An activist jailed for refusing to testify before a Grand Jury in Seattle on Sept. 13, 2012 says he and others are being targeted for their political beliefs. Matthew Duran was one of several northwest-area activists whose homes were raided by the FBI and Joint Terrorism Task Force in July. According to reports on the raids, agents seized computers, black clothing, and “anarchist literature.” All but one of the five people issued subpoenas is refusing to testify. Duran’s next hearing is scheduled for Sept. 26 in Seattle.
Dennison Williams and Leah-Lynn Plante, two Portland-area residents who have been subpoenaed to testify, issued a statement on Aug. 1 explaining why they are refusing to cooperate with the Grand Jury investigation. Grand Juries are secret judicial bodies that privately determine the need to apply formal charges, without the aid or presence of a defense attorney for those testifying. Originally called to appear on Aug. 2, Plante refused to co-operate with the jury proceedings, offering them only her name and date of birth. She was re-subpoenaed and returned to appear before the Grand Jury on Sept. 13, where she again refused to testify. She released a statement on the same day saying, in part, “I believe that these hearings are politically motivated.” She has been issued another subpoena, but no date for her next hearing has been scheduled.
The FBI has not provided many details about the raids or why they are subpoenaing people to appear before a Grand Jury. FBI spokeswoman Beth Anne Steele said the raids were conducted in part of “an ongoing investigation involving a violent crime,” possibly related to a Seattle protest on May 1 that resulted in minor property damage. Plante has said that she was not in Seattle during that time.
Tabatha Millican, a spokesperson for the Committee Against Political Repression, said the activists “are being targeted based on their political beliefs.” Over two hundred community organizations and activist groups have signed a letter in support for those targeted in the raids and by the grand jury.
The case is similar to one in the mid-west, which began in September 2010, when more than 70 FBI agents took part in a series of coordinated raids on the homes of anti-war, labor and international solidarity activists, and the office of the Twin Cities based Anti-War Committee. A total of 23 activists were subpoenaed to a Chicago grand jury, for what the FBI said was related to “activities concerning the material support of terrorism.” All of them refused to testify. And while there have been no indictments, Assistant U.S. Attorney Barry Jonas has said that the investigation remains ongoing. Several Congressional and state legislators wrote letters to the Attorney General in April 2011 asking for an explanation of the “investigations into individuals and organizations engaged in peaceful anti-war demonstrations.”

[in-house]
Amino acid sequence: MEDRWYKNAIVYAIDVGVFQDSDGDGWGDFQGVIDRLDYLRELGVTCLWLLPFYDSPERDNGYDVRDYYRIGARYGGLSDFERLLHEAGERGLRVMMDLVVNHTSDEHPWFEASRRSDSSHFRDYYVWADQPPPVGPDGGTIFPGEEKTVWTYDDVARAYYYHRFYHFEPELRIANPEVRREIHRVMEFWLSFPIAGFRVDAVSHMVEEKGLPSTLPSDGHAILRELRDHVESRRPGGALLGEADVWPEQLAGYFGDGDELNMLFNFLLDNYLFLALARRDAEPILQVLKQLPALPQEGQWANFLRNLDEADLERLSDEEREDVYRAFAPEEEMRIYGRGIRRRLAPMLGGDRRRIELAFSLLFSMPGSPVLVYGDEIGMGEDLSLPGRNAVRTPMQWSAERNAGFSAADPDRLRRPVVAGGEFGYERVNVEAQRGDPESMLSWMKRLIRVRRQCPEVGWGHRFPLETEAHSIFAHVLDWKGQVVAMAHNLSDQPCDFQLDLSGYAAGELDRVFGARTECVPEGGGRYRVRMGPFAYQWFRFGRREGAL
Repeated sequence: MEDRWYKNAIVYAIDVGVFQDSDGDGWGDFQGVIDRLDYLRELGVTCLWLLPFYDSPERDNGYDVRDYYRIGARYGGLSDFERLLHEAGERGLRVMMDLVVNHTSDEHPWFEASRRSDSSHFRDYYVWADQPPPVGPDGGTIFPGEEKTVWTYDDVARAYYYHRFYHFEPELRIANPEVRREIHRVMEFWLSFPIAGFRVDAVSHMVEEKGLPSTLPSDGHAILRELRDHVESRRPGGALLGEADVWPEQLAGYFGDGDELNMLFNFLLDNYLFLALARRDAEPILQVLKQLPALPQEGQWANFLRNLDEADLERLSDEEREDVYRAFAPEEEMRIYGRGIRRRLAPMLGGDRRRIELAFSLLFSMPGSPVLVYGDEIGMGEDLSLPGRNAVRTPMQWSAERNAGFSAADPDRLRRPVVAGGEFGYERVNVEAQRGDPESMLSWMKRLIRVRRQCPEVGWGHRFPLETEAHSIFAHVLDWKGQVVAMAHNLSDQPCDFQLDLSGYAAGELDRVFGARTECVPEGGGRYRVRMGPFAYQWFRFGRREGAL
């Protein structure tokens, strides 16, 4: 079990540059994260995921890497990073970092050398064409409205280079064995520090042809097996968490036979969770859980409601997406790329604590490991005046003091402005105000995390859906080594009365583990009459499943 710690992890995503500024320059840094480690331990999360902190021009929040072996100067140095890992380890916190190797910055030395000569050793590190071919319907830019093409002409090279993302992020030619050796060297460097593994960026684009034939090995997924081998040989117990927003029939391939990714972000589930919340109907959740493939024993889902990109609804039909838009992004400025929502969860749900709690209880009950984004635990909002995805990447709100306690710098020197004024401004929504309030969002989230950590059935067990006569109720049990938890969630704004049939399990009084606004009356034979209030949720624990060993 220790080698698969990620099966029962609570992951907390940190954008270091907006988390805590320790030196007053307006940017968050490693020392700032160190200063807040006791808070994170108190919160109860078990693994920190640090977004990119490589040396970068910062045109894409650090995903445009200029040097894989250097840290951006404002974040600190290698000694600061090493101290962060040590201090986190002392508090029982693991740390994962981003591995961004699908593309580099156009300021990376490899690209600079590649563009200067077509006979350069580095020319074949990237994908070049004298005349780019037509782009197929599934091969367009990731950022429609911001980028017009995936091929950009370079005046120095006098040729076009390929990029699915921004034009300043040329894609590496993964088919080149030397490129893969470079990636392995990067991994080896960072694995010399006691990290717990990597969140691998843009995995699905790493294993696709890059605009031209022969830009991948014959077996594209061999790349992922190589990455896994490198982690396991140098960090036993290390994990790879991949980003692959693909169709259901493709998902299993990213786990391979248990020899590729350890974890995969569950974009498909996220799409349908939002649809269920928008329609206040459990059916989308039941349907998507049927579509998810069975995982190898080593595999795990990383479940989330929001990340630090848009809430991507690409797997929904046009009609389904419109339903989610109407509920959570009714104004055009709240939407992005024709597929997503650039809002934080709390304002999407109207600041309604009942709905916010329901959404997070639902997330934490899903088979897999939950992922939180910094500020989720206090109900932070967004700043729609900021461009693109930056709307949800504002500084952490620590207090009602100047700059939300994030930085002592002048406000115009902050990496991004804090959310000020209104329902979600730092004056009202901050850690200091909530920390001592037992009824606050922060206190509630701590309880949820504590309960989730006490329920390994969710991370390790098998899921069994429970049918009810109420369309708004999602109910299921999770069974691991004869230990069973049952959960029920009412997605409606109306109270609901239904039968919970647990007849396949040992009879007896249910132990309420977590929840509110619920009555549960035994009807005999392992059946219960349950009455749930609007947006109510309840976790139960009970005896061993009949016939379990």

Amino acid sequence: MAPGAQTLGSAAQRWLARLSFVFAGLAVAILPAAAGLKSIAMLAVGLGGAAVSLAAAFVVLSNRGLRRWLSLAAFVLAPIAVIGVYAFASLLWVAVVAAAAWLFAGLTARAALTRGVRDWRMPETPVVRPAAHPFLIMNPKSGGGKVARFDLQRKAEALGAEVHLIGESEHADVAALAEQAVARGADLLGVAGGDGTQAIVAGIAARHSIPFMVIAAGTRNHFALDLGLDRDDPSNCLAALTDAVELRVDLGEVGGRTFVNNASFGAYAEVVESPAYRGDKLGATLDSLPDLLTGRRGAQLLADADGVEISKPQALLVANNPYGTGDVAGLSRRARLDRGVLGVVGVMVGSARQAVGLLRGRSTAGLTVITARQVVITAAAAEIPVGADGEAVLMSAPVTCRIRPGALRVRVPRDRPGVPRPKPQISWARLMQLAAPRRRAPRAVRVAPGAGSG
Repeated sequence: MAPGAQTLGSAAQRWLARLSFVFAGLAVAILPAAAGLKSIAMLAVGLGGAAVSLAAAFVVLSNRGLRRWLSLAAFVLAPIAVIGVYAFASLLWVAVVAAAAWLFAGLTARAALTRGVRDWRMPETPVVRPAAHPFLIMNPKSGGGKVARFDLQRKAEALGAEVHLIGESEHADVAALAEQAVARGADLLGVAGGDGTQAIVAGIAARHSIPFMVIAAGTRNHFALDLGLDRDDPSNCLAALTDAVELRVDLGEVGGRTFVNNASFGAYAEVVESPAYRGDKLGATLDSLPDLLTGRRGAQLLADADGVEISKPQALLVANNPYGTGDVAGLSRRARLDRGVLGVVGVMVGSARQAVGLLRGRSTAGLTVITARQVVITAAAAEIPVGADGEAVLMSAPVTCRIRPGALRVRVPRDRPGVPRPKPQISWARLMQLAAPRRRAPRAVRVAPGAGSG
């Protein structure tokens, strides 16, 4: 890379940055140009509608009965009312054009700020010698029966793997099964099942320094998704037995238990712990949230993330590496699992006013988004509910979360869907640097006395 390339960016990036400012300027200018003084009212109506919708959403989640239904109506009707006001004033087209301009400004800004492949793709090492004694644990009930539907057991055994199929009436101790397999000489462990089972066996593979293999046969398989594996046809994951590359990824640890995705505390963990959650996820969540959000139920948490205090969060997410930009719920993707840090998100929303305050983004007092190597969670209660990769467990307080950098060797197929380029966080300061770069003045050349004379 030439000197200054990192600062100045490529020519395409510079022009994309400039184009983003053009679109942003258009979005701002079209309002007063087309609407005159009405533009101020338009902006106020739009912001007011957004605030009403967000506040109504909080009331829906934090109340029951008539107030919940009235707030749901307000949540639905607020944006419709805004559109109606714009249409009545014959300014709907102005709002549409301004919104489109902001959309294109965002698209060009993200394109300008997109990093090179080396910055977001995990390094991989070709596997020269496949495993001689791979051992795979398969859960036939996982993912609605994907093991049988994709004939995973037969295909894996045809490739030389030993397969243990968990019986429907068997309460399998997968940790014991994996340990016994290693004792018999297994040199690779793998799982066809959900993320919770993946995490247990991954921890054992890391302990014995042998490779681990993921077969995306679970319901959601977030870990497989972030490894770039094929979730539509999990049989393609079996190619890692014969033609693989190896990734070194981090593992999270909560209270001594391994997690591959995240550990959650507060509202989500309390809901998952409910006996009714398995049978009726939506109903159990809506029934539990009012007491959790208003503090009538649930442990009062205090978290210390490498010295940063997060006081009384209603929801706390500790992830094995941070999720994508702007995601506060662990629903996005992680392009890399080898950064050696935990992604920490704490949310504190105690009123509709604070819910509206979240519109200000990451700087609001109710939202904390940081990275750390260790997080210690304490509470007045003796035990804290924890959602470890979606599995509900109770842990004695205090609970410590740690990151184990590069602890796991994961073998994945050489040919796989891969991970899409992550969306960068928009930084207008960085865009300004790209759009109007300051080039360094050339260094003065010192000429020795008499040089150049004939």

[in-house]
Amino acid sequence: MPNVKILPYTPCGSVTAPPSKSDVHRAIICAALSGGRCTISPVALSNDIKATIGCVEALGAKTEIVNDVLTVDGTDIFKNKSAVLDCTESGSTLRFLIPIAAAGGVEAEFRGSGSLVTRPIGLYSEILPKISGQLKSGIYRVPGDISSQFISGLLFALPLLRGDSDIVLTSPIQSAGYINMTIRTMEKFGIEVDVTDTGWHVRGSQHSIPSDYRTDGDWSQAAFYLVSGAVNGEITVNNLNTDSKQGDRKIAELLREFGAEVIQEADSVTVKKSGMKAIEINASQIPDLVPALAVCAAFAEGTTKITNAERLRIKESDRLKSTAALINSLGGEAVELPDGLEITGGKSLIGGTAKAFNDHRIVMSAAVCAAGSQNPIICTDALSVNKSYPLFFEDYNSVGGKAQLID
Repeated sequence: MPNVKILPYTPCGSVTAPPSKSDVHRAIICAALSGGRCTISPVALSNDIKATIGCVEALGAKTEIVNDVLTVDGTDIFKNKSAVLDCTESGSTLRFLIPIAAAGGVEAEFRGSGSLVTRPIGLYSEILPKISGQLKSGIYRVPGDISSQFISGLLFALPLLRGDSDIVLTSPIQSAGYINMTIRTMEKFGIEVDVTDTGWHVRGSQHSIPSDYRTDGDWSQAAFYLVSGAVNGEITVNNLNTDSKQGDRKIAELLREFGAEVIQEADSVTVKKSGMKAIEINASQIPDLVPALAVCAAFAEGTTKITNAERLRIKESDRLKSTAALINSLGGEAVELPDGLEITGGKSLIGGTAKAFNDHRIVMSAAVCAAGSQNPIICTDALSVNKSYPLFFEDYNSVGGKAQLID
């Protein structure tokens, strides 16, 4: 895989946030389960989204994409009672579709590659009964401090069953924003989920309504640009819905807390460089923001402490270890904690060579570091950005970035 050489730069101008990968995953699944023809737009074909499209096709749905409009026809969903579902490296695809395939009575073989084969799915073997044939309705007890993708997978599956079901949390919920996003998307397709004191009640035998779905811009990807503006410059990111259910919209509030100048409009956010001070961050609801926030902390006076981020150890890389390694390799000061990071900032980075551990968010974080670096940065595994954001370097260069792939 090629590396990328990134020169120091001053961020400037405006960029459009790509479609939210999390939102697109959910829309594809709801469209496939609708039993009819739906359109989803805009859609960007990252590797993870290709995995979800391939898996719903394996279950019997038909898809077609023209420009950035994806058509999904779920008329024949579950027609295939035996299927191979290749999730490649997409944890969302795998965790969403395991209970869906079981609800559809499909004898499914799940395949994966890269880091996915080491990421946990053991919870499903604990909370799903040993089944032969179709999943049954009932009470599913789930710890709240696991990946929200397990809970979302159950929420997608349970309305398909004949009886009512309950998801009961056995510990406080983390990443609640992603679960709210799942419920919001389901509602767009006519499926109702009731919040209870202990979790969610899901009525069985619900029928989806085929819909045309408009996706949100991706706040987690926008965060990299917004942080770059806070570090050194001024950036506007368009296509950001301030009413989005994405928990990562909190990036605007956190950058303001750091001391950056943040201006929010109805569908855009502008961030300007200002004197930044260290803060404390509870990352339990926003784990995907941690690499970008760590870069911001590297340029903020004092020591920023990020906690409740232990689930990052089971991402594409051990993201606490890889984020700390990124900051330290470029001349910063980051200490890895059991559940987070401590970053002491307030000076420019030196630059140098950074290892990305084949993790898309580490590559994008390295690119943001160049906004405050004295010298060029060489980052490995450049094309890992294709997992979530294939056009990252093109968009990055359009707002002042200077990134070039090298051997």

Numerous groups have condemned the raids, calling them a “fishing expedition.” Joe Iosbaker, one of the activists targeted in the raids, sees the subpoenas as part of a history of government suppression and disruption of social movements, saying, “The FBI acts today as they have always acted: to intimidate and disrupt the anti-war movement and the movements for peace and justice.”
The two year anniversary of these raids and subpoenas is triggering several protests around the country. The Montgomery County Civil Rights Coalition will hold a demonstration calling for the end of the investigations outside the FBI national headquarters in Washington, DC on Sept. 24.
In Chicago, a press conference is scheduled for Sept. 20 that will feature Cook County Commissioner Jesus “Chuy” Garcia, lead-attorney Michael Deutsch, and Hatem Abudayyeh, one of the activists targeted by the government. It is sponsored by the Committee to Stop FBI Repression, Committee Against Political Repression, Coalition to Protect People’s Rights, Episcopal Peace Fellowship – Chicago Chapter / Diocese of Chicago Peace and Justice Committee, Palestine Solidarity Group, and the United States Palestinian Community Network.